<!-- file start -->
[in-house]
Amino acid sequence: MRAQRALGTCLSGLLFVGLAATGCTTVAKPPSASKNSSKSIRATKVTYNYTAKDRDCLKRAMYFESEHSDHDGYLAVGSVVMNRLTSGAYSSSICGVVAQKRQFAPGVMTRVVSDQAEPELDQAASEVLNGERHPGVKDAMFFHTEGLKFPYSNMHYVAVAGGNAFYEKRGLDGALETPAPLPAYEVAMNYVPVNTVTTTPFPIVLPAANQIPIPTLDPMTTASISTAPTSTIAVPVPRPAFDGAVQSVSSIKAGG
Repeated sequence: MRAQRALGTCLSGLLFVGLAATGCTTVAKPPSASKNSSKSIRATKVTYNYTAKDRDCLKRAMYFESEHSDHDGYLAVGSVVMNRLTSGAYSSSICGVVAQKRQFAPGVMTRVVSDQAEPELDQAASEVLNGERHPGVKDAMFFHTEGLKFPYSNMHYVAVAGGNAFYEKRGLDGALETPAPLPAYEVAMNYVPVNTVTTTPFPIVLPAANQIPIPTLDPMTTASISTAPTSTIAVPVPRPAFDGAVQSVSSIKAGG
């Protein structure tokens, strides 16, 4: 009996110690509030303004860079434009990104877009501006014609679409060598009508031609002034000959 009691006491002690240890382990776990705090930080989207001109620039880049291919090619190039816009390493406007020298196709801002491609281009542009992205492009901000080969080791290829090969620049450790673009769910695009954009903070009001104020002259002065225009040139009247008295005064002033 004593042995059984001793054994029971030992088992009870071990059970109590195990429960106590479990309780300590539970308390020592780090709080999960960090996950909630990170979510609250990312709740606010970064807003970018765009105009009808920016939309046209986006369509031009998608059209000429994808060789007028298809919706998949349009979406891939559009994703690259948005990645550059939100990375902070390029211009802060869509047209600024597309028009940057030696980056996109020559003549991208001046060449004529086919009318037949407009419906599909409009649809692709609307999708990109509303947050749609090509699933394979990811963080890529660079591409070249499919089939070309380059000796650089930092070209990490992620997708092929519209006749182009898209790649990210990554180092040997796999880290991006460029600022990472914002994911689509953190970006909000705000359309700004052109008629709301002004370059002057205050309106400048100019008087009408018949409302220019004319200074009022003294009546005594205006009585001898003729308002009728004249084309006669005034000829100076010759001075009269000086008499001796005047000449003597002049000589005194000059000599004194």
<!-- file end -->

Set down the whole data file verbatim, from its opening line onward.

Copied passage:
[in-house]
Amino acid sequence: MRAQRALGTCLSGLLFVGLAATGCTTVAKPPSASKNSSKSIRATKVTYNYTAKDRDCLKRAMYFESEHSDHDGYLAVGSVVMNRLTSGAYSSSICGVVAQKRQFAPGVMTRVVSDQAEPELDQAASEVLNGERHPGVKDAMFFHTEGLKFPYSNMHYVAVAGGNAFYEKRGLDGALETPAPLPAYEVAMNYVPVNTVTTTPFPIVLPAANQIPIPTLDPMTTASISTAPTSTIAVPVPRPAFDGAVQSVSSIKAGG
Repeated sequence: MRAQRALGTCLSGLLFVGLAATGCTTVAKPPSASKNSSKSIRATKVTYNYTAKDRDCLKRAMYFESEHSDHDGYLAVGSVVMNRLTSGAYSSSICGVVAQKRQFAPGVMTRVVSDQAEPELDQAASEVLNGERHPGVKDAMFFHTEGLKFPYSNMHYVAVAGGNAFYEKRGLDGALETPAPLPAYEVAMNYVPVNTVTTTPFPIVLPAANQIPIPTLDPMTTASISTAPTSTIAVPVPRPAFDGAVQSVSSIKAGG
């Protein structure tokens, strides 16, 4: 009996110690509030303004860079434009990104877009501006014609679409060598009508031609002034000959 009691006491002690240890382990776990705090930080989207001109620039880049291919090619190039816009390493406007020298196709801002491609281009542009992205492009901000080969080791290829090969620049450790673009769910695009954009903070009001104020002259002065225009040139009247008295005064002033 004593042995059984001793054994029971030992088992009870071990059970109590195990429960106590479990309780300590539970308390020592780090709080999960960090996950909630990170979510609250990312709740606010970064807003970018765009105009009808920016939309046209986006369509031009998608059209000429994808060789007028298809919706998949349009979406891939559009994703690259948005990645550059939100990375902070390029211009802060869509047209600024597309028009940057030696980056996109020559003549991208001046060449004529086919009318037949407009419906599909409009649809692709609307999708990109509303947050749609090509699933394979990811963080890529660079591409070249499919089939070309380059000796650089930092070209990490992620997708092929519209006749182009898209790649990210990554180092040997796999880290991006460029600022990472914002994911689509953190970006909000705000359309700004052109008629709301002004370059002057205050309106400048100019008087009408018949409302220019004319200074009022003294009546005594205006009585001898003729308002009728004249084309006669005034000829100076010759001075009269000086008499001796005047000449003597002049000589005194000059000599004194």